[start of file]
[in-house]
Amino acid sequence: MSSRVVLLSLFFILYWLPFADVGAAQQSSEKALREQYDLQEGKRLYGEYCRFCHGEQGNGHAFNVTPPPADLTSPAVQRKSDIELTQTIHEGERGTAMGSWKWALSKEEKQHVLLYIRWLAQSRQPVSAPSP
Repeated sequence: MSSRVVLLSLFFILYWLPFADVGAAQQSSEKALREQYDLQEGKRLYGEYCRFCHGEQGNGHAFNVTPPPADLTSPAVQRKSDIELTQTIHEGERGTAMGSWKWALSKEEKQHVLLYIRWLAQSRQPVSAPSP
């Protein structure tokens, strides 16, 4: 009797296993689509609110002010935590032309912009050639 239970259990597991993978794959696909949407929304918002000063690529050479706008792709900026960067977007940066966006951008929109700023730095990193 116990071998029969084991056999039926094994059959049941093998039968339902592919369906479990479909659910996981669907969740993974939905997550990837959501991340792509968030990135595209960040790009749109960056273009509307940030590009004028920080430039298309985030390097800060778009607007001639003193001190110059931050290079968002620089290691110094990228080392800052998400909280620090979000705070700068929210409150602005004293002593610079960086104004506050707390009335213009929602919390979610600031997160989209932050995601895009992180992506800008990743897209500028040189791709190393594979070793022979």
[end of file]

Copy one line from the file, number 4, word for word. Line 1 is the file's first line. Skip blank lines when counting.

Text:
């Protein structure tokens, strides 16, 4: 009797296993689509609110002010935590032309912009050639 239970259990597991993978794959696909949407929304918002000063690529050479706008792709900026960067977007940066966006951008929109700023730095990193 116990071998029969084991056999039926094994059959049941093998039968339902592919369906479990479909659910996981669907969740993974939905997550990837959501991340792509968030990135595209960040790009749109960056273009509307940030590009004028920080430039298309985030390097800060778009607007001639003193001190110059931050290079968002620089290691110094990228080392800052998400909280620090979000705070700068929210409150602005004293002593610079960086104004506050707390009335213009929602919390979610600031997160989209932050995601895009992180992506800008990743897209500028040189791709190393594979070793022979």